Letter from the Editor - July 2024

By: Scott St. John, Pipeline

The proliferation of connected devices is changing everything. It’s changing our energy grid, helping enterprises become more efficient, improving agriculture, transforming industries, protecting our critical infrastructure, and much more. I can even check the temperature of my steak with my watch. Backed by billions of devices and trillions of dollars, connected things is where it’s at, now and for the foreseeable future. It’s an all but pre-drawn conclusion, but are we ready? Probably not.

The problem stems from the ambiguity of IoT. Technically any connected thing is part of the IoT. But the device, or thing, is just one layer within the innovation stack. The device, application, security and network considerations vary a great deal depending on the specific use case. The resulting fragmentation has become difficult to manage, which is only compounded by the staggering volume of connectivity, data, and devices coming online year over year. This presents a significant opportunity, but it’s also why most market forecasters are predicting three to five times the growth for IoT services versus the connectivity itself. The larger opportunity may be helping put all these pieces together.

But, without a doubt, IoT has been a technical revolution, and we’ve seen this story play out before. Take the wheel for example. At some point in human history, we discovered that round things move easier than not round things. We determined if we put two round things together with a bar between them, we could create wheels. If we put a barrel, basket or box on top of the wheels we had a wheelbarrow, cart, or carriage. Then we could pack it full of all sorts of things and take it from one place to another. Over time, there became an infinite type of wheels, applications, and use cases that used or relied upon wheels. But each application was different. It’s not all that different with IoT, if you exclude the internet bit.

Devices were the round things. At first, they were merely mechanisms and eventually became connected to each other. Then they were connected to each other via and to the internet. This is where things got interesting. The internet was transportation. The data was the stuff inside. And, the applications are the cart and horse pulling and pushing it back and forth. But, what’s different with IoT today is that the horse is beginning to drive the carriage.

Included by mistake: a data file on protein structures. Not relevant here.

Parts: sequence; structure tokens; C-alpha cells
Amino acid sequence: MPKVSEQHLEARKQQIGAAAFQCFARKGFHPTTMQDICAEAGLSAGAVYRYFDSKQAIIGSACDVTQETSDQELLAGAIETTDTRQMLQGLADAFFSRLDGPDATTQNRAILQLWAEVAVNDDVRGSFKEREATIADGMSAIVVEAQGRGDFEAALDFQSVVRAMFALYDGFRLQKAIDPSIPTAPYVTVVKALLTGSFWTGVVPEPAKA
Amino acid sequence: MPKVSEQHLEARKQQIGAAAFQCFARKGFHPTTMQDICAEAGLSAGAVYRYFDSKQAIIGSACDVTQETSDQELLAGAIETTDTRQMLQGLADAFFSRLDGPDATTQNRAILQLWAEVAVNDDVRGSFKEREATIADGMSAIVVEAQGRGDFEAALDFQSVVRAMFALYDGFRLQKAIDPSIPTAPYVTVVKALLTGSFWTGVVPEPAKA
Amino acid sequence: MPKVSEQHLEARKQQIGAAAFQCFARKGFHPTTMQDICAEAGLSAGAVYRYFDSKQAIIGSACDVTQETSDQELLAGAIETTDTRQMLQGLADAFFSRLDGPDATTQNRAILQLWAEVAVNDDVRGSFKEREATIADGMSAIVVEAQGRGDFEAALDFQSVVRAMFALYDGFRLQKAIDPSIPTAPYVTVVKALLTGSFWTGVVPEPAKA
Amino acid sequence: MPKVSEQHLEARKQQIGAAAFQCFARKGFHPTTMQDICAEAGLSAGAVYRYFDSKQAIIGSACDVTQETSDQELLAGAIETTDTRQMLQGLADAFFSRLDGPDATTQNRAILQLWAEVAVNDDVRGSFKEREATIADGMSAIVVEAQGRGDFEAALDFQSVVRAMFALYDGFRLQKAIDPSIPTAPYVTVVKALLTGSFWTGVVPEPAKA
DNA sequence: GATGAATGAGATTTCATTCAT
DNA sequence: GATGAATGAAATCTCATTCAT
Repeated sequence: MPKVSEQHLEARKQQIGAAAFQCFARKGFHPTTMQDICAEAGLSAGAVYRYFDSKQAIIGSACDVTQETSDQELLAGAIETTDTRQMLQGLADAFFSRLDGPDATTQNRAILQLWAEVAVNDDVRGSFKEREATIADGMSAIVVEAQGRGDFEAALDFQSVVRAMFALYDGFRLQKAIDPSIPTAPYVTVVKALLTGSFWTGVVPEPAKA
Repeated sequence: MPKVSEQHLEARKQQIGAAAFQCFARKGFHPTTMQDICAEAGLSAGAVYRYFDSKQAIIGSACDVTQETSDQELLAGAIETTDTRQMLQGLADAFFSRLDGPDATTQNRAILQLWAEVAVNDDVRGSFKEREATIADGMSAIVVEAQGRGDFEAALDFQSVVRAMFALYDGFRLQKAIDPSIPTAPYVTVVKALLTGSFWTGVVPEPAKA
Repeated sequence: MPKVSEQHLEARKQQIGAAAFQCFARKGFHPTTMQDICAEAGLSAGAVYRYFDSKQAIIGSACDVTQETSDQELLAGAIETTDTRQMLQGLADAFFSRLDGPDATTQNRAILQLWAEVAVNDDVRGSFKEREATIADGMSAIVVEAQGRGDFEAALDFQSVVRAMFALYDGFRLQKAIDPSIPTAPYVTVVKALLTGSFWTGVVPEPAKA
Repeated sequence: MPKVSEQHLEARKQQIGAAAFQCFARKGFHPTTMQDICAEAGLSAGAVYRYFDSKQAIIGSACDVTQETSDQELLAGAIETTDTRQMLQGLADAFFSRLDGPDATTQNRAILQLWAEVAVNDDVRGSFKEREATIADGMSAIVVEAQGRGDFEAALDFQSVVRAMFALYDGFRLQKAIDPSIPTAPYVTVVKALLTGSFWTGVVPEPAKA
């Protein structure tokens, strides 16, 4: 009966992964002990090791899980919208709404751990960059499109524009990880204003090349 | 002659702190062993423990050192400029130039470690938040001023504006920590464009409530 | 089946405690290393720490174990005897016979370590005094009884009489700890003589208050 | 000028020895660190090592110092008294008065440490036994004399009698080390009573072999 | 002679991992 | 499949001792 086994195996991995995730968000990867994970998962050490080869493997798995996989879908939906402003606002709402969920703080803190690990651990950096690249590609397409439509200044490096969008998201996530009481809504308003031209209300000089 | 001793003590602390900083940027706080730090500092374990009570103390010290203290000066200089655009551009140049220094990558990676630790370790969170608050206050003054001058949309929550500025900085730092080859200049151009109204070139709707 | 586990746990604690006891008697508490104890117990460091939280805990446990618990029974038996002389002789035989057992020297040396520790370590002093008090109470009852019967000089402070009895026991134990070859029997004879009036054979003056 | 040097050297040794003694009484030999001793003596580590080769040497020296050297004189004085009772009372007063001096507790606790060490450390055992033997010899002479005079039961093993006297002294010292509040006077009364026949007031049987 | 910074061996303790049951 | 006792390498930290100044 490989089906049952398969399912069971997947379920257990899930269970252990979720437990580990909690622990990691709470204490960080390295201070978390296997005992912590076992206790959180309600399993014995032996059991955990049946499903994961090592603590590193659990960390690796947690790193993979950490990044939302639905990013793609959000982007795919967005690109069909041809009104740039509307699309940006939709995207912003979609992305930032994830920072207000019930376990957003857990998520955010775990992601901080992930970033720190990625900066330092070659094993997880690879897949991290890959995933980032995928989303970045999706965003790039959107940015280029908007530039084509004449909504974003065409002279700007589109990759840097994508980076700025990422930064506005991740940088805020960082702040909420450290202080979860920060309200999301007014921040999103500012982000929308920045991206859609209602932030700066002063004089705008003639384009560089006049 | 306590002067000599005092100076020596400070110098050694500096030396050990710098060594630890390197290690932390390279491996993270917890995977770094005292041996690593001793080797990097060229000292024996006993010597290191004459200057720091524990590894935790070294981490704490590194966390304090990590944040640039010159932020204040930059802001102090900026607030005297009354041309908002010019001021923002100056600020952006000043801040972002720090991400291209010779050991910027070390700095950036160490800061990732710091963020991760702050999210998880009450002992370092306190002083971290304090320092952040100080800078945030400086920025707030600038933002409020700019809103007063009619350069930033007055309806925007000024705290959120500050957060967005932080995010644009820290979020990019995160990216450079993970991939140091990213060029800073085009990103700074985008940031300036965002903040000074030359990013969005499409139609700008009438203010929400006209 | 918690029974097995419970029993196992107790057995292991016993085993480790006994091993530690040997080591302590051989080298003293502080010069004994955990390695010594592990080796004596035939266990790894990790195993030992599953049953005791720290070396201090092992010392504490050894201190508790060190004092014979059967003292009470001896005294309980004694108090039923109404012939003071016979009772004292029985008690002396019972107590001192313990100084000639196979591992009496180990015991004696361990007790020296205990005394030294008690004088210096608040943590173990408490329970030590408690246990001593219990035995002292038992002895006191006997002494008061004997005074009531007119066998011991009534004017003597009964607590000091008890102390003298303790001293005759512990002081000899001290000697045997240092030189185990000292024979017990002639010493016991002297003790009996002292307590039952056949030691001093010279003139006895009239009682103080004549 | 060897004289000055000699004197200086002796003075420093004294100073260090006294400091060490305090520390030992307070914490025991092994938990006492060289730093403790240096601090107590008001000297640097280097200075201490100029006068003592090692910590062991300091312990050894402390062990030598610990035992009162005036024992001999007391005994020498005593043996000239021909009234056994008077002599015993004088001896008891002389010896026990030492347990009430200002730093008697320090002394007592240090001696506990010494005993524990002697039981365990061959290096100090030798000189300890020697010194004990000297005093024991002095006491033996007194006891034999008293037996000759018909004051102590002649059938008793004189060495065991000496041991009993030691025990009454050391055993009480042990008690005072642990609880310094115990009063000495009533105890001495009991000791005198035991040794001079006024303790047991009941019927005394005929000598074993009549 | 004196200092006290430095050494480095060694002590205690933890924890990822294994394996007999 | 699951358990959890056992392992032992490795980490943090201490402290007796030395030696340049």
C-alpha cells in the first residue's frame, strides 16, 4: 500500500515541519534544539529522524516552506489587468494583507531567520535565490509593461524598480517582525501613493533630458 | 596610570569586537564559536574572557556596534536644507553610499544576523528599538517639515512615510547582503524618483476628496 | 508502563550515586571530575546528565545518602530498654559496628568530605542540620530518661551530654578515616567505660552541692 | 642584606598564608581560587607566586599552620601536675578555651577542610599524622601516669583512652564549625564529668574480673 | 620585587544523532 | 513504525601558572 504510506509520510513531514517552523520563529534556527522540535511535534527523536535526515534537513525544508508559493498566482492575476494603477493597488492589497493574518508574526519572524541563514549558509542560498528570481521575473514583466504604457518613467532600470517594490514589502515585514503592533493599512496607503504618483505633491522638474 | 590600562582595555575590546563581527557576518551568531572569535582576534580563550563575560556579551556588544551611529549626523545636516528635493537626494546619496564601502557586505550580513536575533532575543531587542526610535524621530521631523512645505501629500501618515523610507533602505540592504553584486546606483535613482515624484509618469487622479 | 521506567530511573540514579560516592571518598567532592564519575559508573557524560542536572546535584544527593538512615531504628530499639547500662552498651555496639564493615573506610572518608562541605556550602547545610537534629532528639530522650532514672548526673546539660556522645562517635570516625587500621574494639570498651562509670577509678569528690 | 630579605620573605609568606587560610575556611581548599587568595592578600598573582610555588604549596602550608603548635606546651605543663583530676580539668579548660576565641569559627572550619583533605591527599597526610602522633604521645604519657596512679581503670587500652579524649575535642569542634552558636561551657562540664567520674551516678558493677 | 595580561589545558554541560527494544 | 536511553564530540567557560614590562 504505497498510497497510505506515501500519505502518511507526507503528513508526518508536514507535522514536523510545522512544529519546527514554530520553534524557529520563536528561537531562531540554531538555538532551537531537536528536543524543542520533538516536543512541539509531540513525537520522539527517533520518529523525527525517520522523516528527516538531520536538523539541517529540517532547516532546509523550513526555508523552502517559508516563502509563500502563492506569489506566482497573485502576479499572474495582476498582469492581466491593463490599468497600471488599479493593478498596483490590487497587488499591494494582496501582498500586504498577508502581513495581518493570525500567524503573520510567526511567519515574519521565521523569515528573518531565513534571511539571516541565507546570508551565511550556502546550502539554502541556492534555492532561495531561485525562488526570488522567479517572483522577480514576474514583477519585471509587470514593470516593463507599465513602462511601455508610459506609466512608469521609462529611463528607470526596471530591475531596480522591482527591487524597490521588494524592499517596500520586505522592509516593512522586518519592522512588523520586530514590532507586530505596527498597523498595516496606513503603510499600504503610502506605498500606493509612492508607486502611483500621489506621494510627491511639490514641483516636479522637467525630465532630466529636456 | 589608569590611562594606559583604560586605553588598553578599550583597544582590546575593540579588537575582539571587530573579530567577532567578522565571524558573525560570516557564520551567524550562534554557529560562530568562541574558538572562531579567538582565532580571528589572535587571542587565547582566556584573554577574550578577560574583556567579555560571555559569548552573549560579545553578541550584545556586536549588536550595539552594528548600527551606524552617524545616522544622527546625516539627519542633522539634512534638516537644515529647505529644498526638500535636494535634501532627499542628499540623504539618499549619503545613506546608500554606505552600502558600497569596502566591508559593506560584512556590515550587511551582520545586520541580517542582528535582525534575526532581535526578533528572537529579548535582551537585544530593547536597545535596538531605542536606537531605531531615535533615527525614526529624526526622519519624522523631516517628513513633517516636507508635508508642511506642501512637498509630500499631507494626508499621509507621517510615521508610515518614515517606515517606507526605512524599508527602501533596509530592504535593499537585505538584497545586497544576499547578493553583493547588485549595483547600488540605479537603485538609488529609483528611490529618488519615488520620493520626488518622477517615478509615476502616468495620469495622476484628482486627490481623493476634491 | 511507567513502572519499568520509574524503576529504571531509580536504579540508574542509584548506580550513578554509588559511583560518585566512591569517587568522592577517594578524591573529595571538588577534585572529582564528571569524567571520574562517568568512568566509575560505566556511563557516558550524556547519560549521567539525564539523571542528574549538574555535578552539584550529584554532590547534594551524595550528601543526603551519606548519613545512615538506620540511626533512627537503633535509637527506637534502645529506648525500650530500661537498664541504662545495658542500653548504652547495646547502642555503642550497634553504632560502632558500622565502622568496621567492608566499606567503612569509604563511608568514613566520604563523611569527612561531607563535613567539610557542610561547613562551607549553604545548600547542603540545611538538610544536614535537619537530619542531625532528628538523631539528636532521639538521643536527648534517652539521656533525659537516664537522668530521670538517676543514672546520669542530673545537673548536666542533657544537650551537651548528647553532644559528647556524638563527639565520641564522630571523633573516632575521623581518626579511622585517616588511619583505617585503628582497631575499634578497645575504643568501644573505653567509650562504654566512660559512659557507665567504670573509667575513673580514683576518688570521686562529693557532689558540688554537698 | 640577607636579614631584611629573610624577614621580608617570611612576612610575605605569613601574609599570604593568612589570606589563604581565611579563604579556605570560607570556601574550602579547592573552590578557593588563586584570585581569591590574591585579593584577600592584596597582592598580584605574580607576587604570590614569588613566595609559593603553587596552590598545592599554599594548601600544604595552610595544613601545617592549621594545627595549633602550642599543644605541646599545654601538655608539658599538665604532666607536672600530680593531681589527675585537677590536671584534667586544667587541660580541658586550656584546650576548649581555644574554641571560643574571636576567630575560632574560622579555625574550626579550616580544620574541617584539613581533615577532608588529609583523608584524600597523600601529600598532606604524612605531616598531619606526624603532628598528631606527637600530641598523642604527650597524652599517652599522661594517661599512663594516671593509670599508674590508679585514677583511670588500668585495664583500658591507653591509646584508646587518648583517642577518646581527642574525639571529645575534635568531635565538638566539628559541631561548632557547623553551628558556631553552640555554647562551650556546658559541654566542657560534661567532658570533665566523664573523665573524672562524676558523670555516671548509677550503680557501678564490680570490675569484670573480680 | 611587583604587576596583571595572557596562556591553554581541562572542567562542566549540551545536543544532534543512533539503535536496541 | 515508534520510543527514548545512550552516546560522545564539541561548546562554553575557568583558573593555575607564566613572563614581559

The combination of IoT, artificial intelligence (AI), and generative AI (Gen AI) is unique. Devices can talk to us and each other. They can operate independently. AI and Gen AI provide intelligence to IoT. It makes the horses smarter. But, it’s not all “off to the races” just yet and we may have jumped the gun a smidge.

We trust these things with our lives and livelihood. Our critical infrastructure, energy, and supply chains rely upon them. They monitor our health and even regulate our heart beats. They know more about us than perhaps even we do. Which makes this edition of Pipeline so significant.

In this issue of Pipeline, we take an in-depth look at IoT, the device revolution and our connected world. We start by discussing the 10 trillion-dollar IoT market opportunity with RAD, and how sensors, gateways, and applications are being combined to create intelligent IoT platforms. TCG gives us an update on how IoT legislation and standards are addressing the need for IoT cybersecurity.  Nozomi Networks evaluates IoT security risks and methods to protect critical infrastructure. ST Engineering iDirect demonstrates how IoT is providing a proactive approach to disaster management. Pipeline's Dr. Mark Cummings explores the IoT insights that can be provided by Gen AI. Mobileum takes a look at roaming and steering and how AI can provide critical network visibility insights for IoT. Celona analyzes different applications of wireless connectivity for Industrial IoT (IIoT) and their implications. Digi International examines the transformational pressures of IoT, IIoT and Industry 4.0. Berg Insight reports on the growing importance of smart grid design and global acceleration of smart meter deployments. RiPSIM illustrates how the explosion of IoT and connected devices requires better eSIM automation now. All this, plus the latest enterprise and communications technology news, and more.

We hope you enjoy this and every issue of Pipeline,

Scott St. John
Managing Editor

Follow on X | Follow on LinkedIn | Follow Pipeline


Latest Updates

Subscribe to our YouTube Channel